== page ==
When I look back to Luke’s childhood, I regret all the things I couldn’t buy for him because – as a single parent – I couldn’t afford them. I regret never having had enough money to take him to Disney Land or on a vacation. But what Luke and I did share is bigger and greater than all of my regrets combined: a love for Jesus Christ Who gave up His life on the cross for our sins so we can spend eternity with Him in a place where there is no death, sickness, dying, sorrow or tears. Wow! Luke’s plane crash on Nov. 17, 2013, wasn’t the end – it is the beginning.

You mothers reading this Mother’s Day blog may suffer the same insecurities that I did as a parent if your finances aren’t long enough to stretch to meet expenses. Don’t fret. More than things you can buy for them, your children need your time. More than expensive vacations and trips, your children need your love.

One of Luke’s most cherished memories was living in poverty in the Nevada Desert in a cabin with no electricity, no running water, and an outhouse for a bathroom. Luke loved it because he could have me – my time and love. Instead of running between two and three jobs to make ends meet, I was teaching him at “home” and spending every day and night with him. He mentioned that as a highlight of his life in every Mother’s Day card he sent, and in nearly every phone call.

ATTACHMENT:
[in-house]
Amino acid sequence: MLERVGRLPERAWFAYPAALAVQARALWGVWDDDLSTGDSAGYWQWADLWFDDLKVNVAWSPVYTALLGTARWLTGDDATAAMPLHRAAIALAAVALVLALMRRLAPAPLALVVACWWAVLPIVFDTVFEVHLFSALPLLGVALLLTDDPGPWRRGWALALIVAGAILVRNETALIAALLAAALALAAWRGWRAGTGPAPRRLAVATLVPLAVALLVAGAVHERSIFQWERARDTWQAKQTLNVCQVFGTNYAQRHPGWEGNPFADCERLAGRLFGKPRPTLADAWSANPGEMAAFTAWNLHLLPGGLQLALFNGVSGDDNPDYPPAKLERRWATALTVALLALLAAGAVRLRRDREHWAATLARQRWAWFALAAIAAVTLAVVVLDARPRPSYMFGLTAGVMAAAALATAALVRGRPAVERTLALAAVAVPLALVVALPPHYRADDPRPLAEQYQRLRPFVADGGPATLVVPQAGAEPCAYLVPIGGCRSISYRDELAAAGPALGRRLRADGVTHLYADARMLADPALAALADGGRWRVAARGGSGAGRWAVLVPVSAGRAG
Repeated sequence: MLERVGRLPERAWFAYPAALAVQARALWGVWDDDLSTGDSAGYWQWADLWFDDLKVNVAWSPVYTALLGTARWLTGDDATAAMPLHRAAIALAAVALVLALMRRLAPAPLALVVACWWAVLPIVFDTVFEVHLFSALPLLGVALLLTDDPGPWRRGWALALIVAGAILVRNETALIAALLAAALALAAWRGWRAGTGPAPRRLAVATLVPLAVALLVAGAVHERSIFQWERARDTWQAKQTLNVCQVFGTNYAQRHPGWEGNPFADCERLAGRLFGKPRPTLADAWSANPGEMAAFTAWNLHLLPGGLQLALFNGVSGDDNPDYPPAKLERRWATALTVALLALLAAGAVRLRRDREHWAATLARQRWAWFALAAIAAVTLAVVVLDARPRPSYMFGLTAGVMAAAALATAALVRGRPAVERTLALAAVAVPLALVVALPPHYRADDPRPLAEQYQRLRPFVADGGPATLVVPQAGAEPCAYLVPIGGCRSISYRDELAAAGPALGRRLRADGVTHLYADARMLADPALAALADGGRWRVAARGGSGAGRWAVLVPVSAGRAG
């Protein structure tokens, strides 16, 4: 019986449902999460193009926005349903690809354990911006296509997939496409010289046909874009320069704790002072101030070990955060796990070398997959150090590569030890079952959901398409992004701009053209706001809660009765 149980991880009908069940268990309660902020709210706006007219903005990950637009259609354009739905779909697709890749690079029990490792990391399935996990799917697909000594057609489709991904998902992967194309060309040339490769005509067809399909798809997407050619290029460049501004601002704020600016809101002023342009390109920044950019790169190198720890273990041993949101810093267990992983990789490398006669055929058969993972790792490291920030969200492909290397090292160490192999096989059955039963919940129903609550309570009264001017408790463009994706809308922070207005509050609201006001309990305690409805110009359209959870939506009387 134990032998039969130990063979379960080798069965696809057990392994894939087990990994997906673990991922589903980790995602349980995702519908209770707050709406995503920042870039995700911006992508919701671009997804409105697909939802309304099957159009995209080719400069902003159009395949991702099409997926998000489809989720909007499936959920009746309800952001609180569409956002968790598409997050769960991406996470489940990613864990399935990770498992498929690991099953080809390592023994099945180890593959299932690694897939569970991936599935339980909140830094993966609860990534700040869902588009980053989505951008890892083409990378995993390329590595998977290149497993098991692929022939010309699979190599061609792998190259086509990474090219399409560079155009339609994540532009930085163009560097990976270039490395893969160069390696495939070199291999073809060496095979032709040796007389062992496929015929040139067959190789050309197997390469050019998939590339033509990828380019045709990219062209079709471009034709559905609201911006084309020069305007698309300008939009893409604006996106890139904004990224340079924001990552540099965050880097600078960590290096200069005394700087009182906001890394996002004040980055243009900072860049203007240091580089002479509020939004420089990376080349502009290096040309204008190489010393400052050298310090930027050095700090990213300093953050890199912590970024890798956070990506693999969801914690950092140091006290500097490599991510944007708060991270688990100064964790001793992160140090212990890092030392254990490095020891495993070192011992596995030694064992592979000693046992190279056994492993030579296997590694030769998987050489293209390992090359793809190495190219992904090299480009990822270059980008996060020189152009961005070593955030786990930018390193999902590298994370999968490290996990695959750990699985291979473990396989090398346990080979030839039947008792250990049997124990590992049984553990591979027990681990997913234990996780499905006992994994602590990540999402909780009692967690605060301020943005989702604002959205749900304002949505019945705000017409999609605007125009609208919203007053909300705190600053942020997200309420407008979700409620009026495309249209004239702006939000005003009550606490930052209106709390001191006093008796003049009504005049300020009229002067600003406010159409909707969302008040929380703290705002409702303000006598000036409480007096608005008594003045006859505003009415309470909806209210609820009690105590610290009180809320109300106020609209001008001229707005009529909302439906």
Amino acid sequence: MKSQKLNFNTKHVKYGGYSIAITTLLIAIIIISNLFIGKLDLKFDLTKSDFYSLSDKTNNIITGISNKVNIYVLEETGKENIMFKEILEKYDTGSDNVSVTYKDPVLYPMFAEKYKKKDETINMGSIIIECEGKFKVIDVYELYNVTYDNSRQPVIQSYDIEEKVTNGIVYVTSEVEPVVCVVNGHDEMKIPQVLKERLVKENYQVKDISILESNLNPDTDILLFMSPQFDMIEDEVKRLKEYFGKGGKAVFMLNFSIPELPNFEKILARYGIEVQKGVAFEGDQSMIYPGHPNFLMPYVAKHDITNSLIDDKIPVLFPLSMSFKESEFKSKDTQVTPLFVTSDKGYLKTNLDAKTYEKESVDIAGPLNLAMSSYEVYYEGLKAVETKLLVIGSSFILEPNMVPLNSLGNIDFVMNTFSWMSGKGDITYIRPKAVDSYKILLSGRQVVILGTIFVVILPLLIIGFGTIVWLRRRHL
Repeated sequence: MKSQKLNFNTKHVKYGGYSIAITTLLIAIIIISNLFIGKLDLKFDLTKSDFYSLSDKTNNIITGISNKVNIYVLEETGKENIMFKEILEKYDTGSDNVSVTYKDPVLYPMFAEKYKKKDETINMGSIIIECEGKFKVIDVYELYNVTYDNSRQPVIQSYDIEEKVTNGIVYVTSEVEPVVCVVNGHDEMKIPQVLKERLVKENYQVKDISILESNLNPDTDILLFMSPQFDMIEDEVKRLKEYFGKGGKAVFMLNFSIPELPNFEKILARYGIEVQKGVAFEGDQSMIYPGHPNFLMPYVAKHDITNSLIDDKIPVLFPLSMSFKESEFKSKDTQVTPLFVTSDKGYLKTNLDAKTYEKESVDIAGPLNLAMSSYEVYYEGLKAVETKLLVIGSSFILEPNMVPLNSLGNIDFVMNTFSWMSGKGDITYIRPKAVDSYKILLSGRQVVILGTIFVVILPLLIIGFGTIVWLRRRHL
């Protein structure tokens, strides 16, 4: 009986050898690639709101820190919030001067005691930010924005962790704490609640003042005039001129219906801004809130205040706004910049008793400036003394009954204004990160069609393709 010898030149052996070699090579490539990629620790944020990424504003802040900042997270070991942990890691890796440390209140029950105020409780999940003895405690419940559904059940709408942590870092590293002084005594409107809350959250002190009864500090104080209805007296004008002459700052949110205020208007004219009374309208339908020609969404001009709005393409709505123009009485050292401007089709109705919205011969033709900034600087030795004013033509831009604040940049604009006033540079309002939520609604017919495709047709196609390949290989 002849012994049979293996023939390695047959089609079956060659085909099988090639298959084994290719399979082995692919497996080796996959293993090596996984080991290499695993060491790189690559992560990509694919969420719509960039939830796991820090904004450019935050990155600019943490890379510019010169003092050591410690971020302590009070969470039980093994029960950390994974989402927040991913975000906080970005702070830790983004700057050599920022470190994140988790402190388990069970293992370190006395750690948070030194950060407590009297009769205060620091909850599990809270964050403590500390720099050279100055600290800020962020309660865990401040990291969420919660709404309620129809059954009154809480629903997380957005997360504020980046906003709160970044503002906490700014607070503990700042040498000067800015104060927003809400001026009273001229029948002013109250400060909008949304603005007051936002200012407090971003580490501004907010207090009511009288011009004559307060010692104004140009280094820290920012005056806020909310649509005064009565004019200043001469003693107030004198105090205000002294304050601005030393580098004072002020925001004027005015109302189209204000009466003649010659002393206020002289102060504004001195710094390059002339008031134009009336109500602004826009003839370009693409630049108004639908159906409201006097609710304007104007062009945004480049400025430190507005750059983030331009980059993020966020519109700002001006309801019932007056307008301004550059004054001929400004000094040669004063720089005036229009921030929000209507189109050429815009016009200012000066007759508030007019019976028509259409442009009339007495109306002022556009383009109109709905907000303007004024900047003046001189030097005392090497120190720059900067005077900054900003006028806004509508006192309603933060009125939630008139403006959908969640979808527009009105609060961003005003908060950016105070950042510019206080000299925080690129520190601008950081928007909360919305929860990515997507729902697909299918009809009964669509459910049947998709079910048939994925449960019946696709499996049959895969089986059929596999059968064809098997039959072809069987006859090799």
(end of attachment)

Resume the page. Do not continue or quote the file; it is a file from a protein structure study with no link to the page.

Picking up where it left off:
Don’t waste time and energy agonizing over what you can’t give your children. If you spend time and love on them and teach them about Jesus, you are a successful parent. The only thing we have here on earth that can follow us to heaven is our children. Make sure they know that Jesus is the Way, the Truth, and the Life. Don’t leave the kids behind!

Books by this author: http://www.amazon.com/Stephanie-Parker-McKean/e/B00BOX90OO/ref=ntt_dp_epwbk_0

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Faulty Hearing

Because of severe ear infections when I was a child, whenever I hear something one way and another person hears it another way – I am almost always wrong.

For example, I can’t tell the difference between Wales and whales. I almost never come up with the correct song lyrics until I see them in print. All my life, I thought that the Popeye cartoon featured a baby named “Sweet Pea” instead of SweePea, and Brutus instead of Bluto. I was totally amazed to discover that the mean non-charmer’s name was Bluto.